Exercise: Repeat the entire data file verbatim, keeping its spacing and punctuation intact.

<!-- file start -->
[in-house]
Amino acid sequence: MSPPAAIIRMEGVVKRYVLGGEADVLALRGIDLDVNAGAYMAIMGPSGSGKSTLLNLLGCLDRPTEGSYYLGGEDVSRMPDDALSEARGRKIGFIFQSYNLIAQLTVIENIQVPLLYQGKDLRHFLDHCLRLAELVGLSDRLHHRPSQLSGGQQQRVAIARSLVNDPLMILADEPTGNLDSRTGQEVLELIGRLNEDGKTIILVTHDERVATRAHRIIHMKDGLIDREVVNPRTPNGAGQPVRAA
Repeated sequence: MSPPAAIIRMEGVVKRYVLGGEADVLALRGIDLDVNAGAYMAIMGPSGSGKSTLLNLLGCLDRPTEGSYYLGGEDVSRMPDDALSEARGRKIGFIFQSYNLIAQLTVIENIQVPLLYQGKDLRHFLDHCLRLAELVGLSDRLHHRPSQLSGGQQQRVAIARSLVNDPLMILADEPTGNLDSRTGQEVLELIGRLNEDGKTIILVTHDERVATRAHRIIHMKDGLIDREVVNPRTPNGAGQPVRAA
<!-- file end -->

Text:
[in-house]
Amino acid sequence: MSPPAAIIRMEGVVKRYVLGGEADVLALRGIDLDVNAGAYMAIMGPSGSGKSTLLNLLGCLDRPTEGSYYLGGEDVSRMPDDALSEARGRKIGFIFQSYNLIAQLTVIENIQVPLLYQGKDLRHFLDHCLRLAELVGLSDRLHHRPSQLSGGQQQRVAIARSLVNDPLMILADEPTGNLDSRTGQEVLELIGRLNEDGKTIILVTHDERVATRAHRIIHMKDGLIDREVVNPRTPNGAGQPVRAA
Repeated sequence: MSPPAAIIRMEGVVKRYVLGGEADVLALRGIDLDVNAGAYMAIMGPSGSGKSTLLNLLGCLDRPTEGSYYLGGEDVSRMPDDALSEARGRKIGFIFQSYNLIAQLTVIENIQVPLLYQGKDLRHFLDHCLRLAELVGLSDRLHHRPSQLSGGQQQRVAIARSLVNDPLMILADEPTGNLDSRTGQEVLELIGRLNEDGKTIILVTHDERVATRAHRIIHMKDGLIDREVVNPRTPNGAGQPVRAA